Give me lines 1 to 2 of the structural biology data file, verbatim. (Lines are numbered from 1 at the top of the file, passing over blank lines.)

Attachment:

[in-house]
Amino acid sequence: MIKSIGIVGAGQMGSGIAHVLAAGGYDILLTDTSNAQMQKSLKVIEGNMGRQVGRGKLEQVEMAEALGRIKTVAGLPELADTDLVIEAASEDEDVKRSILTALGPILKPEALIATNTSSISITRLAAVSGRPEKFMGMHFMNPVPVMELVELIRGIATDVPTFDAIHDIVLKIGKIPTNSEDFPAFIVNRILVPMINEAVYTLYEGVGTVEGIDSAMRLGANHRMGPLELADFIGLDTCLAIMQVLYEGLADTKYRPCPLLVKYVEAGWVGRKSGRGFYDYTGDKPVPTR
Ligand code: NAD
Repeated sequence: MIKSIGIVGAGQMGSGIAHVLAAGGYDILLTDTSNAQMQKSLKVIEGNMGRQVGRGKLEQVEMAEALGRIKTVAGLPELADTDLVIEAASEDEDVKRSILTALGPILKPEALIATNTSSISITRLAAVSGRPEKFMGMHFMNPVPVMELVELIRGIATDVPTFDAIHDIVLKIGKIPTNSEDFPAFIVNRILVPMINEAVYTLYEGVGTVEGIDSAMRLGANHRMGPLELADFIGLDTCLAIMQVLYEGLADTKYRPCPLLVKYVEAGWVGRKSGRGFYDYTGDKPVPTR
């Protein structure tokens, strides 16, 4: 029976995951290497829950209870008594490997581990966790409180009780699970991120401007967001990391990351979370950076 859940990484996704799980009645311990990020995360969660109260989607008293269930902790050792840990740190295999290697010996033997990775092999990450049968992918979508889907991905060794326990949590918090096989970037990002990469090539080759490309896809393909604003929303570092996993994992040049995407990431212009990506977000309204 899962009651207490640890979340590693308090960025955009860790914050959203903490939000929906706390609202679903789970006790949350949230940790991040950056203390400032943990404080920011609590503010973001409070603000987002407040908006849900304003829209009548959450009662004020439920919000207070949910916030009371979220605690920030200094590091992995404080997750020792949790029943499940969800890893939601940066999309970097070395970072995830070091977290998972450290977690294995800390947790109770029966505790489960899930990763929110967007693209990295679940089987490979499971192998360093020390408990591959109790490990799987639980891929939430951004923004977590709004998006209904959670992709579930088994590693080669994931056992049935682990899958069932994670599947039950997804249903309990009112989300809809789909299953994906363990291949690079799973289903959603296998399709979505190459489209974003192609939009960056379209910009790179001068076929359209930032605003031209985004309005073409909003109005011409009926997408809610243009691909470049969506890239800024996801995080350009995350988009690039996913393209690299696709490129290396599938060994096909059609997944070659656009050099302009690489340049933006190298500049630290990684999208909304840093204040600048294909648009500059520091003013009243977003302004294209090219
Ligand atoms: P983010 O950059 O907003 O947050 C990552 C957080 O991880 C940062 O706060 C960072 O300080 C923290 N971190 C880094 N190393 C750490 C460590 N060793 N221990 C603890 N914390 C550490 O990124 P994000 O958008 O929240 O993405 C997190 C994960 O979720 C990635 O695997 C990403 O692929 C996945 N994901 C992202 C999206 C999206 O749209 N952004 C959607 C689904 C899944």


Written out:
[in-house]
Amino acid sequence: MIKSIGIVGAGQMGSGIAHVLAAGGYDILLTDTSNAQMQKSLKVIEGNMGRQVGRGKLEQVEMAEALGRIKTVAGLPELADTDLVIEAASEDEDVKRSILTALGPILKPEALIATNTSSISITRLAAVSGRPEKFMGMHFMNPVPVMELVELIRGIATDVPTFDAIHDIVLKIGKIPTNSEDFPAFIVNRILVPMINEAVYTLYEGVGTVEGIDSAMRLGANHRMGPLELADFIGLDTCLAIMQVLYEGLADTKYRPCPLLVKYVEAGWVGRKSGRGFYDYTGDKPVPTR